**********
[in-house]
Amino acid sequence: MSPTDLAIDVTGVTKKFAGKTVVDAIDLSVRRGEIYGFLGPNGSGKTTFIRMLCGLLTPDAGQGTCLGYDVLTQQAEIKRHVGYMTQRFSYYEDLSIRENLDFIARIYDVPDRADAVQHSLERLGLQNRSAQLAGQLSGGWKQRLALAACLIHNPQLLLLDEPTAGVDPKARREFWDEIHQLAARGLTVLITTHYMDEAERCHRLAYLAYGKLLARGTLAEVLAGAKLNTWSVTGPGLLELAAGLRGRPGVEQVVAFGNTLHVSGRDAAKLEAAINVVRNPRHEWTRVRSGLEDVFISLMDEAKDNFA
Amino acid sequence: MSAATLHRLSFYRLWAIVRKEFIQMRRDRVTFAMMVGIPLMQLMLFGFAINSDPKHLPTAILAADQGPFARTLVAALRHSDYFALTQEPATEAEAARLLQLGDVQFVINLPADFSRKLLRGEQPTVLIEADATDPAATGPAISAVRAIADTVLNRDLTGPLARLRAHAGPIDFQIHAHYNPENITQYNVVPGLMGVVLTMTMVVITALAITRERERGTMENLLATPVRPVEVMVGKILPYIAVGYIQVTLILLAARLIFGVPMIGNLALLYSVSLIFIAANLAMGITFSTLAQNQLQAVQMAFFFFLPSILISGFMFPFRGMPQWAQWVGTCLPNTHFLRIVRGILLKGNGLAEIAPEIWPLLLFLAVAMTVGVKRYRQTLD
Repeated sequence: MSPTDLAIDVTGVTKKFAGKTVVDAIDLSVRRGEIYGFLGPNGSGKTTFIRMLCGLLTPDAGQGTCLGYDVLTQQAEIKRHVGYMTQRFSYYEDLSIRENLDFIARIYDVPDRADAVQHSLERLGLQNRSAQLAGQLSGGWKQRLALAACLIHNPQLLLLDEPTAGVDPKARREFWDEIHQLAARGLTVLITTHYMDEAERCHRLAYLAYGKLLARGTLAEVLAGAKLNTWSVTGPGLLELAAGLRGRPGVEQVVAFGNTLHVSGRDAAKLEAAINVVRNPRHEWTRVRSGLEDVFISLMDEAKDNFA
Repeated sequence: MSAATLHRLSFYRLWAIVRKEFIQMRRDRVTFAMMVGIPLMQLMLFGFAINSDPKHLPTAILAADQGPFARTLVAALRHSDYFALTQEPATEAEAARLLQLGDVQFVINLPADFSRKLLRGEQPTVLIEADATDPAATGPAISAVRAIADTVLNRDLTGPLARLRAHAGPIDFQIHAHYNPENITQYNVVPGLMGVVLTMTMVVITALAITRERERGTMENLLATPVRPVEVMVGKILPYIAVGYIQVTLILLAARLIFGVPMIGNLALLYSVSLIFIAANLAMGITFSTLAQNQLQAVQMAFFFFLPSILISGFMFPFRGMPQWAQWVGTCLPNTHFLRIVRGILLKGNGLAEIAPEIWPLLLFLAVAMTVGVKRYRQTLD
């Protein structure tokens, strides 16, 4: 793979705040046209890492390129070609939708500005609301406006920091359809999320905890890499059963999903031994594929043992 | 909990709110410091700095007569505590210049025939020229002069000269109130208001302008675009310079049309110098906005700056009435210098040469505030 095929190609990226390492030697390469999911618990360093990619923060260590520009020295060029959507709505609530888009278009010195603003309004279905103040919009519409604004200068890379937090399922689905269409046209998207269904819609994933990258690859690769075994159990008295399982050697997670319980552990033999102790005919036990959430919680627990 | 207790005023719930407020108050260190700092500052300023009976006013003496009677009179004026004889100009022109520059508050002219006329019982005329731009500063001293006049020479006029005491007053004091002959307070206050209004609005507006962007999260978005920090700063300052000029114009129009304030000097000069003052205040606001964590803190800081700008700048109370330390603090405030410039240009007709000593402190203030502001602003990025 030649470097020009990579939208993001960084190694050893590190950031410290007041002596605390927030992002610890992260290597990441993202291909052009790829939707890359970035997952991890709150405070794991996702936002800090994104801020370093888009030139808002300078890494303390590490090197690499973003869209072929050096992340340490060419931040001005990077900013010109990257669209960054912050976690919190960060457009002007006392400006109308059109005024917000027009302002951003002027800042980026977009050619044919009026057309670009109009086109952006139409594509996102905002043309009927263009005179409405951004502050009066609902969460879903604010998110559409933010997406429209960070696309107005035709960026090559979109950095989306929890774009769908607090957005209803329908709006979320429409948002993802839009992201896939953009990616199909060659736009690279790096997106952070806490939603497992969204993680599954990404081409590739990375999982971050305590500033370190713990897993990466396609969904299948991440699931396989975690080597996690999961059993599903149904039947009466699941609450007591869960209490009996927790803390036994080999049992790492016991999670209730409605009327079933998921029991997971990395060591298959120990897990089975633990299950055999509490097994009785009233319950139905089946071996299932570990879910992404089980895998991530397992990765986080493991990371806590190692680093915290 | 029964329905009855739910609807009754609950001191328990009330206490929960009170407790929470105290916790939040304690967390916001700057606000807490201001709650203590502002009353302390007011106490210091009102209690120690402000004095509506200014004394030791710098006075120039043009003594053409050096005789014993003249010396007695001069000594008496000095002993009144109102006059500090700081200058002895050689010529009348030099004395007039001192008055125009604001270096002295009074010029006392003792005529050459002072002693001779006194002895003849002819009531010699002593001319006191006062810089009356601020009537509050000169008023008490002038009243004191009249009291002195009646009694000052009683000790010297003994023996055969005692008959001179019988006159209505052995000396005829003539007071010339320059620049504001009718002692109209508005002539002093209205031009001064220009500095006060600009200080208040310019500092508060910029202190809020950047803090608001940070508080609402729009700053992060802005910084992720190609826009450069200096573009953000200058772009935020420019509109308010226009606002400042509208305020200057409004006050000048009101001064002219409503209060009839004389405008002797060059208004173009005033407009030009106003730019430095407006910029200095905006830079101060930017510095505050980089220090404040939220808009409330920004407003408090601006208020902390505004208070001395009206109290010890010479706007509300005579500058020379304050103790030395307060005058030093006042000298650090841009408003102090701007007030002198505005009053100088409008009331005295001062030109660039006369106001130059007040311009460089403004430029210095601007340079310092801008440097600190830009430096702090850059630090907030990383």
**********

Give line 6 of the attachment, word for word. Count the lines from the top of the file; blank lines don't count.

């Protein structure tokens, strides 16, 4: 793979705040046209890492390129070609939708500005609301406006920091359809999320905890890499059963999903031994594929043992 | 909990709110410091700095007569505590210049025939020229002069000269109130208001302008675009310079049309110098906005700056009435210098040469505030 095929190609990226390492030697390469999911618990360093990619923060260590520009020295060029959507709505609530888009278009010195603003309004279905103040919009519409604004200068890379937090399922689905269409046209998207269904819609994933990258690859690769075994159990008295399982050697997670319980552990033999102790005919036990959430919680627990 | 207790005023719930407020108050260190700092500052300023009976006013003496009677009179004026004889100009022109520059508050002219006329019982005329731009500063001293006049020479006029005491007053004091002959307070206050209004609005507006962007999260978005920090700063300052000029114009129009304030000097000069003052205040606001964590803190800081700008700048109370330390603090405030410039240009007709000593402190203030502001602003990025 030649470097020009990579939208993001960084190694050893590190950031410290007041002596605390927030992002610890992260290597990441993202291909052009790829939707890359970035997952991890709150405070794991996702936002800090994104801020370093888009030139808002300078890494303390590490090197690499973003869209072929050096992340340490060419931040001005990077900013010109990257669209960054912050976690919190960060457009002007006392400006109308059109005024917000027009302002951003002027800042980026977009050619044919009026057309670009109009086109952006139409594509996102905002043309009927263009005179409405951004502050009066609902969460879903604010998110559409933010997406429209960070696309107005035709960026090559979109950095989306929890774009769908607090957005209803329908709006979320429409948002993802839009992201896939953009990616199909060659736009690279790096997106952070806490939603497992969204993680599954990404081409590739990375999982971050305590500033370190713990897993990466396609969904299948991440699931396989975690080597996690999961059993599903149904039947009466699941609450007591869960209490009996927790803390036994080999049992790492016991999670209730409605009327079933998921029991997971990395060591298959120990897990089975633990299950055999509490097994009785009233319950139905089946071996299932570990879910992404089980895998991530397992990765986080493991990371806590190692680093915290 | 029964329905009855739910609807009754609950001191328990009330206490929960009170407790929470105290916790939040304690967390916001700057606000807490201001709650203590502002009353302390007011106490210091009102209690120690402000004095509506200014004394030791710098006075120039043009003594053409050096005789014993003249010396007695001069000594008496000095002993009144109102006059500090700081200058002895050689010529009348030099004395007039001192008055125009604001270096002295009074010029006392003792005529050459002072002693001779006194002895003849002819009531010699002593001319006191006062810089009356601020009537509050000169008023008490002038009243004191009249009291002195009646009694000052009683000790010297003994023996055969005692008959001179019988006159209505052995000396005829003539007071010339320059620049504001009718002692109209508005002539002093209205031009001064220009500095006060600009200080208040310019500092508060910029202190809020950047803090608001940070508080609402729009700053992060802005910084992720190609826009450069200096573009953000200058772009935020420019509109308010226009606002400042509208305020200057409004006050000048009101001064002219409503209060009839004389405008002797060059208004173009005033407009030009106003730019430095407006910029200095905006830079101060930017510095505050980089220090404040939220808009409330920004407003408090601006208020902390505004208070001395009206109290010890010479706007509300005579500058020379304050103790030395307060005058030093006042000298650090841009408003102090701007007030002198505005009053100088409008009331005295001062030109660039006369106001130059007040311009460089403004430029210095601007340079310092801008440097600190830009430096702090850059630090907030990383």